Knee replacement is a pretty thorough procedure in that part or all of your knee joint will be replaced with artificial materials, but it still has very high success rates. However, like with any surgery, it doesn’t go perfectly every single time. If you’re one of the rare cases where your knee replacement doesn’t go as planned, or you experience wear and tear on the new knee over the years, you may need what’s known as a revisional operation.
Dr. Botero and his team have performed numerous revisional operations for patients who have not been satisfied with the knee replacement they received with another surgeon. Below, we take a closer look at some of the reasons why you might need a secondary operation on your knee, and what Dr. Botero would do during the revisional procedure.
Needing A Second Knee Replacement Surgery
Although knee replacement has a very high rate of success, especially when using the less invasive style of operation that Dr. Botero uses, the sheer amount of replacement operations performed each year means that even if only a small percentage need a revision, countless patients will still need a second operation. Your surgeon may recommend a revisional operation for reasons such as:
- Implant loosening
- Significant wear and tear
- Knee joint instability
- Joint stiffness or inhibited range of motion
- Fractures around the joint
You may need a revisional operation a few weeks down the road or a couple years later, depending on what issue you’re dealing with. If you’ve been told that your first surgery didn’t go as planned, or something doesn’t feel right in your new knee and you want a doctor to take a closer look, reach out to Dr. Botero’s office for a fresh opinion on your situation.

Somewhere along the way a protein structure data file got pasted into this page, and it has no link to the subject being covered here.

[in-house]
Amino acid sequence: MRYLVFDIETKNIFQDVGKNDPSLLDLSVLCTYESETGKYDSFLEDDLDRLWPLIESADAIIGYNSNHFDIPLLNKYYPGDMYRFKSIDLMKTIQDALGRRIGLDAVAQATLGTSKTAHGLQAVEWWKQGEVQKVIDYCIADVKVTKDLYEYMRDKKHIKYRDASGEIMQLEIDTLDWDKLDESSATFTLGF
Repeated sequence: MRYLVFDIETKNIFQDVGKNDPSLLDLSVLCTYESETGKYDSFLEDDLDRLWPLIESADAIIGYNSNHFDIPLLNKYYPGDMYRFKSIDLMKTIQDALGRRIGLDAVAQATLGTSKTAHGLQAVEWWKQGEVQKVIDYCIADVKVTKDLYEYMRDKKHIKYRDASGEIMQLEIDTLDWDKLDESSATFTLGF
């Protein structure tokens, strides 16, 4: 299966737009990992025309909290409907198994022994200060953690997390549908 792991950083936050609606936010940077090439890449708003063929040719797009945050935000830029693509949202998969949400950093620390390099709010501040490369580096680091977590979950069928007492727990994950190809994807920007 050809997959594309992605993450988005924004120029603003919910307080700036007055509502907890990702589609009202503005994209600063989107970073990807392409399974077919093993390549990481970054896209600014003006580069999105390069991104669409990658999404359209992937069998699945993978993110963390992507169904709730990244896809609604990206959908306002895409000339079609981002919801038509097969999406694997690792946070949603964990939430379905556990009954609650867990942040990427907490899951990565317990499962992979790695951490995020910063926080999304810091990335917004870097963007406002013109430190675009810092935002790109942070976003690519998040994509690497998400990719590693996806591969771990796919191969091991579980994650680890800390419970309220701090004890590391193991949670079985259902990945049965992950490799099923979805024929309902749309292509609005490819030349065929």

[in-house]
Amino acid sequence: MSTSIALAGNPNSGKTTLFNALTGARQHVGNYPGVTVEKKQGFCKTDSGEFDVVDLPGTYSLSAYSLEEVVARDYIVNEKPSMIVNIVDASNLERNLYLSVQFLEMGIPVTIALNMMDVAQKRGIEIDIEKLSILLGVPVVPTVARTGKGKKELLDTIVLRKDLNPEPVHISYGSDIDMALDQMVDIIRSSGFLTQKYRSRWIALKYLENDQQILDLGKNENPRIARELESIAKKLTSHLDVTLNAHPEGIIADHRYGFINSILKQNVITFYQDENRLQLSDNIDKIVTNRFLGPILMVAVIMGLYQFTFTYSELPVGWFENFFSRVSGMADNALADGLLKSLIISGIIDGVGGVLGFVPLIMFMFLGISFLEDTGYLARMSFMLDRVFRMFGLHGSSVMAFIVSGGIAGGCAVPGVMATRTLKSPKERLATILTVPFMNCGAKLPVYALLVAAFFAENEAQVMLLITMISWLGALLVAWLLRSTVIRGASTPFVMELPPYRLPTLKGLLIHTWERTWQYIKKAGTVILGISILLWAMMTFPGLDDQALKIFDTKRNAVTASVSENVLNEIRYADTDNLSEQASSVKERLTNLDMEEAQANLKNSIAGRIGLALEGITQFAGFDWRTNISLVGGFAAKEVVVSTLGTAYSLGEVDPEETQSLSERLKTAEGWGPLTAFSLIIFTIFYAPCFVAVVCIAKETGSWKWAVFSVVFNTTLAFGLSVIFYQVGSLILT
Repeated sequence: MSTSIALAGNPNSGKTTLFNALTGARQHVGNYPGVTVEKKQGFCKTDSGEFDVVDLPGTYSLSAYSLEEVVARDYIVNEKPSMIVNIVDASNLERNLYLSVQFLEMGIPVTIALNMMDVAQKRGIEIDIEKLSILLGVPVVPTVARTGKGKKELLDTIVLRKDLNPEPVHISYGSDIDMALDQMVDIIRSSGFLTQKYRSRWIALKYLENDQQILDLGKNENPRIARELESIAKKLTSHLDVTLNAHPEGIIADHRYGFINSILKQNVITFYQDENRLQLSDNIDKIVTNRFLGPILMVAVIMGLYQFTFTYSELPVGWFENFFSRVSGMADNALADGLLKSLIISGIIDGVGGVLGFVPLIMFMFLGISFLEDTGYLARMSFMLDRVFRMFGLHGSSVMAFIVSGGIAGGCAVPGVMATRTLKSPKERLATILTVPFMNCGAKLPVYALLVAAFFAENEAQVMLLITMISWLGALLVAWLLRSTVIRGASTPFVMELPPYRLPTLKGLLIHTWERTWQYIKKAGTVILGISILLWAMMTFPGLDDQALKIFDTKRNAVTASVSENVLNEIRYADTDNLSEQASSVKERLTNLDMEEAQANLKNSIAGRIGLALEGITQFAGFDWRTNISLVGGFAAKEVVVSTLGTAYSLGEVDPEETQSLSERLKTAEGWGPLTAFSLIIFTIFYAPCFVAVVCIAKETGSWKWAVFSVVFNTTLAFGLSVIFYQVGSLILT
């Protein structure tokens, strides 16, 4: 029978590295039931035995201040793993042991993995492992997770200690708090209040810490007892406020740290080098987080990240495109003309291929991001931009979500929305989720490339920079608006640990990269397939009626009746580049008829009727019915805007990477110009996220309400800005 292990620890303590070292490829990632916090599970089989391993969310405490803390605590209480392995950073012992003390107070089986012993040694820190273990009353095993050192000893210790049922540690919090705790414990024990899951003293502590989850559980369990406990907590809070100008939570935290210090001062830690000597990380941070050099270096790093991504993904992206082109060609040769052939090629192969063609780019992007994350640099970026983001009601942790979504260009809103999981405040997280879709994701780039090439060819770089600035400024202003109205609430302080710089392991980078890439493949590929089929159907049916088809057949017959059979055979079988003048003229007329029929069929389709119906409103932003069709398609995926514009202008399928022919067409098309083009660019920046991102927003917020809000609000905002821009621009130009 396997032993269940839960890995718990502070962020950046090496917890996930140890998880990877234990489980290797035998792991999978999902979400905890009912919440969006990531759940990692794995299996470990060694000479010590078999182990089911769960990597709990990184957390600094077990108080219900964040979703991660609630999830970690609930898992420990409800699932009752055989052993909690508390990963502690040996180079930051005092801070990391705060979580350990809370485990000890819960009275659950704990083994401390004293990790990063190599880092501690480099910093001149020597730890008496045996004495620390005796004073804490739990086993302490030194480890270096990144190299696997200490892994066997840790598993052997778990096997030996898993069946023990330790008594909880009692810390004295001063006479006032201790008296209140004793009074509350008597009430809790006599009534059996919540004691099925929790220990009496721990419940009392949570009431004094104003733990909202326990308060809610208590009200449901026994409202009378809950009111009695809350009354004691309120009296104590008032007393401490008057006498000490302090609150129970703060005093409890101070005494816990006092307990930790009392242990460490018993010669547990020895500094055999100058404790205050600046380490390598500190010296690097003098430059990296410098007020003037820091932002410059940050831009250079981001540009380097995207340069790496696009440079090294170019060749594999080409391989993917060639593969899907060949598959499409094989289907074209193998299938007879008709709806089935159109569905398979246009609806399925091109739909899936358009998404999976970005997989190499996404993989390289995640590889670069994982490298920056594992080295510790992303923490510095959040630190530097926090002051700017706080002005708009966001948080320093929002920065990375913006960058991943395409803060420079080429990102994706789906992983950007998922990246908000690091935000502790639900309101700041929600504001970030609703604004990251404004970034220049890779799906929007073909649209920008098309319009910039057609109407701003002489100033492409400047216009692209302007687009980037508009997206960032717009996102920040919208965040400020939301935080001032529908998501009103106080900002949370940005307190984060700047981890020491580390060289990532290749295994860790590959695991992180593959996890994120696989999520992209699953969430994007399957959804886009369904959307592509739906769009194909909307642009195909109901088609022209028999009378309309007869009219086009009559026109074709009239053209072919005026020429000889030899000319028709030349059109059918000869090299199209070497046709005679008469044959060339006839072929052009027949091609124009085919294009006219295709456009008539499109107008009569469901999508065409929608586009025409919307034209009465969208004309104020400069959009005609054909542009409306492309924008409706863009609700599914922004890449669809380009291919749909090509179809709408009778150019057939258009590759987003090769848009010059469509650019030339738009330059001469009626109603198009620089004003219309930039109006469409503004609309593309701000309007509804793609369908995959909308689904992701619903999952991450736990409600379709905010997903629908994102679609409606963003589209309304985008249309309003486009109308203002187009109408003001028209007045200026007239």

Revisional Knee Surgery Procedure
Before Dr. Botero will perform the revisional operation, he’ll perform a couple of important steps. He’ll conduct a physical evaluation and take some imaging tests of the knee to determine exactly what’s causing dysfunction and how to best treat the problem with a corrective surgery. Lab tests may also be ordered in the event that an infection is the root problem.
Once your surgeon has determined the best path forward, they will walk you through expectations and procedure goals. Although the specifics of your operation may vary, it will be pretty similar to your initial operation. You will be given anesthesia and will not be in pain during the operation. Dr. Botero will then make a few incisions in order to access the knee joint and address the problemed area. Because a revisional operation is typically more complex than a standard replacement, surgery may take a little longer than your primary operation. Dr. Botero will test the joint to ensure expected range of motion has been achieved before disinfecting the area and closing the incision site.
Following the operation, you will be discharged to a recovery room and eventually will be prepped on rehab guidelines and post-op management expectations. If you follow these guidelines and commit to your rehab, we’re confident that you will have a great outcome following your revisional operation. For more information or to talk to Dr. Botero about knee replacement or revision, contact his office today.